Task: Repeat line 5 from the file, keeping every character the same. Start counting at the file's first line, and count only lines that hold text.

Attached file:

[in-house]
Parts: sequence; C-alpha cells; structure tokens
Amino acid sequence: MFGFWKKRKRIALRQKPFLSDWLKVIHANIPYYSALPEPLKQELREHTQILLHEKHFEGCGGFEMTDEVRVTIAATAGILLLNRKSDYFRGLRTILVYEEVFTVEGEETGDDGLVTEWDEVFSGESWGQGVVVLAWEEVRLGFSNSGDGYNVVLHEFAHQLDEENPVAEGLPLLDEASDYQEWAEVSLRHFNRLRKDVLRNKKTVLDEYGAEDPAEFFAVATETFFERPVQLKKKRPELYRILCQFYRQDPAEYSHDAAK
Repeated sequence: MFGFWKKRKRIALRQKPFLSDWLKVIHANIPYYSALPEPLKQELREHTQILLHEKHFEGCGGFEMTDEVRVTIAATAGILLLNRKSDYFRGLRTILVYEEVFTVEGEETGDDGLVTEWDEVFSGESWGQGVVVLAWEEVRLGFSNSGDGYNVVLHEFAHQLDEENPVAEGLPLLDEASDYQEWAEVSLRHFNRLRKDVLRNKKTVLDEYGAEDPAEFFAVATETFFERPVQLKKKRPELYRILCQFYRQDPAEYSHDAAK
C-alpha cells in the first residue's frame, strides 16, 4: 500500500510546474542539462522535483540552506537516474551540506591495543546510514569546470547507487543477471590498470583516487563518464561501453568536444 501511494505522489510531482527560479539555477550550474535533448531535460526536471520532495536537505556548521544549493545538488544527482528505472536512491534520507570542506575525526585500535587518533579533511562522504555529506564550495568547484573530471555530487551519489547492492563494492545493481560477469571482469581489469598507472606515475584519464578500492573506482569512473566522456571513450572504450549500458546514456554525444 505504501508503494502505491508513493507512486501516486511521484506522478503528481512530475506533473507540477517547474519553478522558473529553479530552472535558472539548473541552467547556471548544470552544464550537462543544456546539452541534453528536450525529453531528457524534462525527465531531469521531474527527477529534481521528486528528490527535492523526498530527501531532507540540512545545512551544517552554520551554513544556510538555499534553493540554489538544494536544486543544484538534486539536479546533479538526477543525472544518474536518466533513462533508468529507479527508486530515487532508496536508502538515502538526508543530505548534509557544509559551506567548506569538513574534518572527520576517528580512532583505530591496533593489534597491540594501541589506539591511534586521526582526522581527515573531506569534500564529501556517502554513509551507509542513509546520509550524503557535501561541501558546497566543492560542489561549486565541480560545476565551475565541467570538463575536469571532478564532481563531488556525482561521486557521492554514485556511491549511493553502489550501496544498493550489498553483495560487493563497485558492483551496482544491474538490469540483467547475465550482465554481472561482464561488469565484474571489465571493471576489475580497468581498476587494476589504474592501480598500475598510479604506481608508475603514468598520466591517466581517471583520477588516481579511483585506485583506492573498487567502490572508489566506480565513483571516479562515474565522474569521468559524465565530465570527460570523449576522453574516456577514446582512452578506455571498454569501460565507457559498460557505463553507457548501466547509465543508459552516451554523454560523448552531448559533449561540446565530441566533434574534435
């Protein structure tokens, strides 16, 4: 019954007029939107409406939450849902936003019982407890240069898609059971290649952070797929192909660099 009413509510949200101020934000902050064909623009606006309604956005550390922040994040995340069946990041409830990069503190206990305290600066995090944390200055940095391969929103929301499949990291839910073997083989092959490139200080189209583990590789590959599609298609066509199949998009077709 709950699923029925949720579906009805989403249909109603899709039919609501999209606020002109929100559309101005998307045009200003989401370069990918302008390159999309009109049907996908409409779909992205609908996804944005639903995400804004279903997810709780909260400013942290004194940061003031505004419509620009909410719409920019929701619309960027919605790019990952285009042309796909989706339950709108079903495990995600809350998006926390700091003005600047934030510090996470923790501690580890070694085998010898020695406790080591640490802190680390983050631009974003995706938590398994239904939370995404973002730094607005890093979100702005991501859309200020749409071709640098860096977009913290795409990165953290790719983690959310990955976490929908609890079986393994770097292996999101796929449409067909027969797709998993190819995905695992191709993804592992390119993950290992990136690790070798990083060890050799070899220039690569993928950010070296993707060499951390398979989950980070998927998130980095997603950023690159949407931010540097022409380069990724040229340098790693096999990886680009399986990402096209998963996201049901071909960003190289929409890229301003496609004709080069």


C-alpha cells in the first residue's frame, strides 16, 4: 500500500510546474542539462522535483540552506537516474551540506591495543546510514569546470547507487543477471590498470583516487563518464561501453568536444 501511494505522489510531482527560479539555477550550474535533448531535460526536471520532495536537505556548521544549493545538488544527482528505472536512491534520507570542506575525526585500535587518533579533511562522504555529506564550495568547484573530471555530487551519489547492492563494492545493481560477469571482469581489469598507472606515475584519464578500492573506482569512473566522456571513450572504450549500458546514456554525444 505504501508503494502505491508513493507512486501516486511521484506522478503528481512530475506533473507540477517547474519553478522558473529553479530552472535558472539548473541552467547556471548544470552544464550537462543544456546539452541534453528536450525529453531528457524534462525527465531531469521531474527527477529534481521528486528528490527535492523526498530527501531532507540540512545545512551544517552554520551554513544556510538555499534553493540554489538544494536544486543544484538534486539536479546533479538526477543525472544518474536518466533513462533508468529507479527508486530515487532508496536508502538515502538526508543530505548534509557544509559551506567548506569538513574534518572527520576517528580512532583505530591496533593489534597491540594501541589506539591511534586521526582526522581527515573531506569534500564529501556517502554513509551507509542513509546520509550524503557535501561541501558546497566543492560542489561549486565541480560545476565551475565541467570538463575536469571532478564532481563531488556525482561521486557521492554514485556511491549511493553502489550501496544498493550489498553483495560487493563497485558492483551496482544491474538490469540483467547475465550482465554481472561482464561488469565484474571489465571493471576489475580497468581498476587494476589504474592501480598500475598510479604506481608508475603514468598520466591517466581517471583520477588516481579511483585506485583506492573498487567502490572508489566506480565513483571516479562515474565522474569521468559524465565530465570527460570523449576522453574516456577514446582512452578506455571498454569501460565507457559498460557505463553507457548501466547509465543508459552516451554523454560523448552531448559533449561540446565530441566533434574534435